News Article | 10/26/2012

H. Ross Perot Jr. speaks about history of Alliance Airport, future of aerospace industry

In the opening address of the Aviation and Aerospace Industry Manufacturing Summit in Fort Worth, H. Ross Perot, Jr. recounted the history of Alliance Airport and touched on the future of the aerospace industry.

“Why we are here – why we have an Alliance Airport was all built upon growing the aviation base in north Texas and attracting more companies into the North Texas aviation community,” Perot said. “As you watch those aircraft (at the Alliance air show), watch those pilots and watch the training, you realize that it’s not an accident that we have the finest aviation base in the world in the United States and the second largest cluster of aviation companies in North Texas.”

Perot, who was an Air Force pilot, said he has been in aviation and a pilot for 31 years.

“I’ve been around most of the leaders in aviation in the North Texas marketplace and around the country and around the world, and as you talk to leadership and as we started working on this Alliance program, we worked very closely with the FAA,” Perot said. “When I started working on the Alliance project, this was going to be the second of four new airports the FAA was going to build in North Texas. They asked if we would donate the land for the airport.

“Being a pilot, just out of the Air Force, and real estate developer, it looked like a great combination project for all the interests that I had. We started work on this airport with the FAA in partnership, and we were going to donate the land for the airport. Originally, it started out to be a general aviation airport.”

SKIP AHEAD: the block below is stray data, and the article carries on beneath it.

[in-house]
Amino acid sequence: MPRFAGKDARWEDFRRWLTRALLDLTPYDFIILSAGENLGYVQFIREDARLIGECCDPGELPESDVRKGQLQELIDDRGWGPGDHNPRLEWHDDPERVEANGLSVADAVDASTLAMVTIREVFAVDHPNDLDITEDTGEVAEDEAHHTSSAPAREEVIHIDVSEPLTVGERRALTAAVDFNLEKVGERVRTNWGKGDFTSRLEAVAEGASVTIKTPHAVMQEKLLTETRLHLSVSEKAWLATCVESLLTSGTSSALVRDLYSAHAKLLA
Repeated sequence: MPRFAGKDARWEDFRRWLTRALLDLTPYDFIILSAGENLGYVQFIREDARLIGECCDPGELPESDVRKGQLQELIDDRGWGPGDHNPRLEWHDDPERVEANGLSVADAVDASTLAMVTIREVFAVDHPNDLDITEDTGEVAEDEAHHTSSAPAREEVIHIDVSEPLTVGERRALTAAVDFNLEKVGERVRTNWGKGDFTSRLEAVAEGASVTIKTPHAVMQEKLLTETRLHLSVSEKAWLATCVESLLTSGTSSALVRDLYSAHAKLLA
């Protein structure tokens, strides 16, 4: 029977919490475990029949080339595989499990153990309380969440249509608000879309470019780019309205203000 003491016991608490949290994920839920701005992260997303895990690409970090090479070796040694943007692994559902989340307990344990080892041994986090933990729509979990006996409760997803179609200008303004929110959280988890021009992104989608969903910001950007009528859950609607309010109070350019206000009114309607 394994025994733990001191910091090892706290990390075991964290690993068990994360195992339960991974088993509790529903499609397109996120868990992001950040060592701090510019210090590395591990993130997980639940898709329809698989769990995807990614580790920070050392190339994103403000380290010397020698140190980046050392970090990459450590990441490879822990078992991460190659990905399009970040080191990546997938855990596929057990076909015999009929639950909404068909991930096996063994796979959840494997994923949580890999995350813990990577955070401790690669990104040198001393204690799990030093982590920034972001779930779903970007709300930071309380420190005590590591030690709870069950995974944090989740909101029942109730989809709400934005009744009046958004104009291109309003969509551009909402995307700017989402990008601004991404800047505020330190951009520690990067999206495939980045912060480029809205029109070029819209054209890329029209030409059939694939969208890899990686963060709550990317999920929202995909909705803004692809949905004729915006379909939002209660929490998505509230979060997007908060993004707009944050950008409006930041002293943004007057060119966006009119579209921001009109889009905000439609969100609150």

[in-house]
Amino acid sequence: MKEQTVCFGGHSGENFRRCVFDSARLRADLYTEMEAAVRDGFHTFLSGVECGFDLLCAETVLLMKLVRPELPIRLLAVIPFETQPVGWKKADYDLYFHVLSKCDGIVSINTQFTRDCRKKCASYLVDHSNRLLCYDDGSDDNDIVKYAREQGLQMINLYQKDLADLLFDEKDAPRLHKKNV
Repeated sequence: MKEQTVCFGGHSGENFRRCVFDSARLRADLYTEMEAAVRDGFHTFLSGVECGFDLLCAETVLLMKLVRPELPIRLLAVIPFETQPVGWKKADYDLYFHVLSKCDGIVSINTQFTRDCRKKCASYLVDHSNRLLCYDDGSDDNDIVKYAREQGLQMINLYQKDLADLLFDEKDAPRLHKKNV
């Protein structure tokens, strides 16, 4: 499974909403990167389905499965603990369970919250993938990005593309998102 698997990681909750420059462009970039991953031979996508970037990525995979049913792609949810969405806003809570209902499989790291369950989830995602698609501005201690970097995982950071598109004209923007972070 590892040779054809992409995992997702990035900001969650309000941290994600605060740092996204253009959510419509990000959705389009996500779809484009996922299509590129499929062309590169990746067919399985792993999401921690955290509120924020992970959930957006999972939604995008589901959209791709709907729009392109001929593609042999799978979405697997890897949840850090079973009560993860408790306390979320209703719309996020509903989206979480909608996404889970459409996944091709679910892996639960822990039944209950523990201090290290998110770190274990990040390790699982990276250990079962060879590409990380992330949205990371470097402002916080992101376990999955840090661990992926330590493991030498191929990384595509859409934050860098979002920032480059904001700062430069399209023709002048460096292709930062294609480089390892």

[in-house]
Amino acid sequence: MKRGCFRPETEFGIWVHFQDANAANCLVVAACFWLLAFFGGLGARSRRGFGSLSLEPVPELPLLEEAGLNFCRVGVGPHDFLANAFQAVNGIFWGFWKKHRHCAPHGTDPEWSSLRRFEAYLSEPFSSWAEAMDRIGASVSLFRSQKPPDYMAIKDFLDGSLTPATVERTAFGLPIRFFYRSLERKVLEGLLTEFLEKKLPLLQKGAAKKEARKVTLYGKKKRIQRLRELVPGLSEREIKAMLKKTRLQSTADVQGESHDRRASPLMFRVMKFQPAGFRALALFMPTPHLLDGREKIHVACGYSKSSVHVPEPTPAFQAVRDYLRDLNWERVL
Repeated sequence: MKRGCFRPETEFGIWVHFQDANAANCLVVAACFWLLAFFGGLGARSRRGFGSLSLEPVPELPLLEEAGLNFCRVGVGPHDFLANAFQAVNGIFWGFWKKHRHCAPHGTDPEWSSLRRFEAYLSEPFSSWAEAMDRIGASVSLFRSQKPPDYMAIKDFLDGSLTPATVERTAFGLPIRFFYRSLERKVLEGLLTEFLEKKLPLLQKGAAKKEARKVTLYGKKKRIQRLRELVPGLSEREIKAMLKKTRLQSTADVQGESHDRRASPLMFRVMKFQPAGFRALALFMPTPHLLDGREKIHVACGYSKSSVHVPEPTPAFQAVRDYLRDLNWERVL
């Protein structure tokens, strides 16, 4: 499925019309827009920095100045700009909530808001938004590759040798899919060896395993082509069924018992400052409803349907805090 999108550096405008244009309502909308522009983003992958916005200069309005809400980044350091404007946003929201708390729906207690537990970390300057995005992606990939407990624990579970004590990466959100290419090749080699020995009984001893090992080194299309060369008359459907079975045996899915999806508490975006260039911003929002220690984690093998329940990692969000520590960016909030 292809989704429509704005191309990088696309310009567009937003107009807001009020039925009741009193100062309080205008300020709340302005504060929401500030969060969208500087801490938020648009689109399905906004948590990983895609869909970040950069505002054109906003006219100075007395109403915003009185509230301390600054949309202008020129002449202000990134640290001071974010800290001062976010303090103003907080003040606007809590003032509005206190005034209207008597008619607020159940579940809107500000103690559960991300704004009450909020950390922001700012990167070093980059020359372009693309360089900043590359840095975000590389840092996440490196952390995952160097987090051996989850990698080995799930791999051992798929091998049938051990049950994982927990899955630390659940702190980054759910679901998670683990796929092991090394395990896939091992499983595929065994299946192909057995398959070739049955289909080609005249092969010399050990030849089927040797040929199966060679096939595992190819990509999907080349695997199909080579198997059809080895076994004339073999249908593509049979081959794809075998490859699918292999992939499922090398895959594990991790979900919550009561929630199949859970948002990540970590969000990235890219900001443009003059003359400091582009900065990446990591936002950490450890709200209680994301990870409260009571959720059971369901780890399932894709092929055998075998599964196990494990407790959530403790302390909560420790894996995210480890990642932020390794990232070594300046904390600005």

Perot said his friend Wayne Joseph at Bell Helicopter told him what the area needed was an airport for industry.

“It’s the industrial airports that have really made North Texas great,” Perot said. “We have Carswell Air Force Base with General Dynamics/Lockheed and then Navy Dallas which had the Vaught headquarters. That is where we had the big World War II manufacturing facilities that helped grow the aviation base and helped attract companies like Bell Helicopter back in the 1950’s. But if you look at the airport infrastructure 20 years ago, where would that industrial base grow?

“DFW Airport is designed for commercial aviation, moving people and belly freight. What we saw we needed was this evolution of this industrial airport concept. The FAA liked the idea; they supported the idea, and that’s why Alliance Airport was built and why it grew into a large airport and into this industrial airport complex, was to take care of all the non-commercial aviation customers.

“It’s worked very well; the team’s worked very hard,” he said.“We have 300 companies at Alliance today with 33,000 people working in the Alliance program. We have 50 of the Fortune 500. I challenge all of our customers to outgrow us because we are only 40 percent developed. We have thousands of acres left to be developed to continue to grow the economic base in North Texas.